Chapter 8 Case Study: InBev Buys an American Icon for $52 Billion
Explain InBev’s motives for acquiring Anheuser Busch? Be specific.
Answer: InBev was motivated to acquire the American icon Anheuer Busch to capture dominant market share in one of the largest and fastest growing beer markets in the world. The acquisition also promised substantial cost savings by enabling InBev to realize significantly larger purchasing discounts. However, InBev downplayed the potential for cost savings to defuse local criticism of the move by noting that the acquisition would be highly complementary in broadening the combined firms’ product offering. Presumably, InBev will be able to increase the sales of its brands by selling such beers through Anheuser Busch’s vast distribution network.
What unusual hurdles did InBev have to overcome in acquiring Anheuser Busch? Be specific.
Answer: Anheuser Busch is a well-known American brand with deep historical and cultural roots. InBev had to be very careful not to create a local and national backlash against the takeover of a national “treasure” by a foreign firm. InBev knew in advance that Anheuser Busch’ management would use this emotionalism to attempt to ward off a takeover attempt or to demand a higher offer price.
Why did InBev initially undertake a friendly takeover of Anheuser Busch? Be specific.
Answer: A friendly approach in which they would seek to get management and board support was undertaken to minimize the expected emotional reaction to the proposed takeover. However, when they were rebuffed, they quickly adopted more aggressive tactics to complete the transaction. Such tactics included a campaign to remove Anheuser’s board and to replace it with its own candidates, including a Busch family member. InBev also raised its bid in order to encourage additional Anheuser Busch shareholder support.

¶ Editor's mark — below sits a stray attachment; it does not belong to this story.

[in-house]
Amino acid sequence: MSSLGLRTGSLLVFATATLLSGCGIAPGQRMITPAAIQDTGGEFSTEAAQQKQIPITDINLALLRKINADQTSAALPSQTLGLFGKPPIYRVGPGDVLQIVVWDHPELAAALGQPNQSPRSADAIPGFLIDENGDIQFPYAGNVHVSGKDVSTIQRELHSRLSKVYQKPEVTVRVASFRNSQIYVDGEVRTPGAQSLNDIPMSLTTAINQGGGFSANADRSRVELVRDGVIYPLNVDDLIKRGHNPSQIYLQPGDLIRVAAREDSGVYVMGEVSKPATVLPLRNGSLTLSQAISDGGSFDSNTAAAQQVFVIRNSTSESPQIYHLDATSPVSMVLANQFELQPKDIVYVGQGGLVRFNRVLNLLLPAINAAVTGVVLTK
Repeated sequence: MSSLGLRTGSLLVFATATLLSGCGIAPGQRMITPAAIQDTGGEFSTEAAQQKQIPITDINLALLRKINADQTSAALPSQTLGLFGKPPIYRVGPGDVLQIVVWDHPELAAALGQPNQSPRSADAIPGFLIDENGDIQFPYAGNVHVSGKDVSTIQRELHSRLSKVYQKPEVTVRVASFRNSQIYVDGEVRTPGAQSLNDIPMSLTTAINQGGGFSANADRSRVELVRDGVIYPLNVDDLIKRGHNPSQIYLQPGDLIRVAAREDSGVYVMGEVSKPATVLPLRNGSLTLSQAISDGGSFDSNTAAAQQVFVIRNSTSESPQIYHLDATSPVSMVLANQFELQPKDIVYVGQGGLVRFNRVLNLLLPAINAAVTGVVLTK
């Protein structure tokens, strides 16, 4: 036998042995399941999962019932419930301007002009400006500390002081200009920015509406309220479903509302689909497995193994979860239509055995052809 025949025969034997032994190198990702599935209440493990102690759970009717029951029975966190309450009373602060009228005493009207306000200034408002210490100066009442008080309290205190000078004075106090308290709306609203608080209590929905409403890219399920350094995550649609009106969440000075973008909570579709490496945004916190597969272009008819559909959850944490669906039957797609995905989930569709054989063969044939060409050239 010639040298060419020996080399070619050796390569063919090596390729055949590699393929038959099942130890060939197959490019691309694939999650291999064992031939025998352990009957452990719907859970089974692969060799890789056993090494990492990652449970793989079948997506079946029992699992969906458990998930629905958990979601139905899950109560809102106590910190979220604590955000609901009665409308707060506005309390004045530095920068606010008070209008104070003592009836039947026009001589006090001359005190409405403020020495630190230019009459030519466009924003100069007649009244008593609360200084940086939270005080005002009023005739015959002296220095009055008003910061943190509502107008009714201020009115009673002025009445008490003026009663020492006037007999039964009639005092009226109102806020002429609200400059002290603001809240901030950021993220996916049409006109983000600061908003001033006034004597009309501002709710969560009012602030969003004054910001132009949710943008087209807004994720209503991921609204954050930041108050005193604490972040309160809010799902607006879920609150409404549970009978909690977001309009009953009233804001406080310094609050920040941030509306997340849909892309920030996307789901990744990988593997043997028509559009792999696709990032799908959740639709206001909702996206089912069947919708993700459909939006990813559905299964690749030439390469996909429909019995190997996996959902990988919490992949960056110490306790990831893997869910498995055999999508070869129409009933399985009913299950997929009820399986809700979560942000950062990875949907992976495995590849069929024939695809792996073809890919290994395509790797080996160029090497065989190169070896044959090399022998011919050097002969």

What developments in 2009 suggest that InBev may have overpaid significantly for Anheuser Busch?
Answer: Escalating commodity prices were given as a key reason for InBev to have undertaken the acquisition. However, with the benefit of hindsight, falling commodity prices in late 2008 and throughout 2009 suggest that the potential for cost savings at least in the short-run will be considerably less than first assumed.
How might certain concessions made by InBev to close the deal make it difficult for the firm to reach its desired financial returns? Be specific.
Answer: InBev agreed to keep the firm’s headquarters in St. Louis and to establish it as the firm’s North American headquarters. In addition, InBev pledged to keep open twelve U.S. breweries. Such commitments could limit InBev’s ability to realize significant cost savings.